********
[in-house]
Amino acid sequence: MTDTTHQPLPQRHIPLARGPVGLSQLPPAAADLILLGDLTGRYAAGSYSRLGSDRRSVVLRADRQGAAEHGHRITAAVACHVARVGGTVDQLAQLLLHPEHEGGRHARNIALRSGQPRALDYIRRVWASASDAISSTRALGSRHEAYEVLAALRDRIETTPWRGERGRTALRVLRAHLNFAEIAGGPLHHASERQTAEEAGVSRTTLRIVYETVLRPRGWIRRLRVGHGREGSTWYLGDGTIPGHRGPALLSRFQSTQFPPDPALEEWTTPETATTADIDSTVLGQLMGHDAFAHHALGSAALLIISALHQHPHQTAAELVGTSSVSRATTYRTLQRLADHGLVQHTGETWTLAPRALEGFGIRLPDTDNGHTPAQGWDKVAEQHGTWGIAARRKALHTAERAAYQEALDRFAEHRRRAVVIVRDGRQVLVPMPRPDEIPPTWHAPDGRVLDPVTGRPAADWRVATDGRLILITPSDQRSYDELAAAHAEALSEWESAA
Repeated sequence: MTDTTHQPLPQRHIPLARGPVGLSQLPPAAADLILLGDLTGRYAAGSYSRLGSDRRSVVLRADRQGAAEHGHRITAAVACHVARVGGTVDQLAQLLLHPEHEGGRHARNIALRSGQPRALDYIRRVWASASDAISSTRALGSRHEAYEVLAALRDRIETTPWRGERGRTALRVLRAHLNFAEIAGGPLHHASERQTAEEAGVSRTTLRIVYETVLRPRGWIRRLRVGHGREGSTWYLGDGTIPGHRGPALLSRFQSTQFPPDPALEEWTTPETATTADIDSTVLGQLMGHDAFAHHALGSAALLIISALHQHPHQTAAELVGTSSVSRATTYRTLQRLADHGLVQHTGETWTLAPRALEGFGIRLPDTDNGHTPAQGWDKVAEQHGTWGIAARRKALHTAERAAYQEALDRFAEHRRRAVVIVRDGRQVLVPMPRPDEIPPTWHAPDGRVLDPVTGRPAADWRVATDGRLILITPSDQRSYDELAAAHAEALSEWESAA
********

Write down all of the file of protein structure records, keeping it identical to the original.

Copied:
[in-house]
Amino acid sequence: MTDTTHQPLPQRHIPLARGPVGLSQLPPAAADLILLGDLTGRYAAGSYSRLGSDRRSVVLRADRQGAAEHGHRITAAVACHVARVGGTVDQLAQLLLHPEHEGGRHARNIALRSGQPRALDYIRRVWASASDAISSTRALGSRHEAYEVLAALRDRIETTPWRGERGRTALRVLRAHLNFAEIAGGPLHHASERQTAEEAGVSRTTLRIVYETVLRPRGWIRRLRVGHGREGSTWYLGDGTIPGHRGPALLSRFQSTQFPPDPALEEWTTPETATTADIDSTVLGQLMGHDAFAHHALGSAALLIISALHQHPHQTAAELVGTSSVSRATTYRTLQRLADHGLVQHTGETWTLAPRALEGFGIRLPDTDNGHTPAQGWDKVAEQHGTWGIAARRKALHTAERAAYQEALDRFAEHRRRAVVIVRDGRQVLVPMPRPDEIPPTWHAPDGRVLDPVTGRPAADWRVATDGRLILITPSDQRSYDELAAAHAEALSEWESAA
Repeated sequence: MTDTTHQPLPQRHIPLARGPVGLSQLPPAAADLILLGDLTGRYAAGSYSRLGSDRRSVVLRADRQGAAEHGHRITAAVACHVARVGGTVDQLAQLLLHPEHEGGRHARNIALRSGQPRALDYIRRVWASASDAISSTRALGSRHEAYEVLAALRDRIETTPWRGERGRTALRVLRAHLNFAEIAGGPLHHASERQTAEEAGVSRTTLRIVYETVLRPRGWIRRLRVGHGREGSTWYLGDGTIPGHRGPALLSRFQSTQFPPDPALEEWTTPETATTADIDSTVLGQLMGHDAFAHHALGSAALLIISALHQHPHQTAAELVGTSSVSRATTYRTLQRLADHGLVQHTGETWTLAPRALEGFGIRLPDTDNGHTPAQGWDKVAEQHGTWGIAARRKALHTAERAAYQEALDRFAEHRRRAVVIVRDGRQVLVPMPRPDEIPPTWHAPDGRVLDPVTGRPAADWRVATDGRLILITPSDQRSYDELAAAHAEALSEWESAA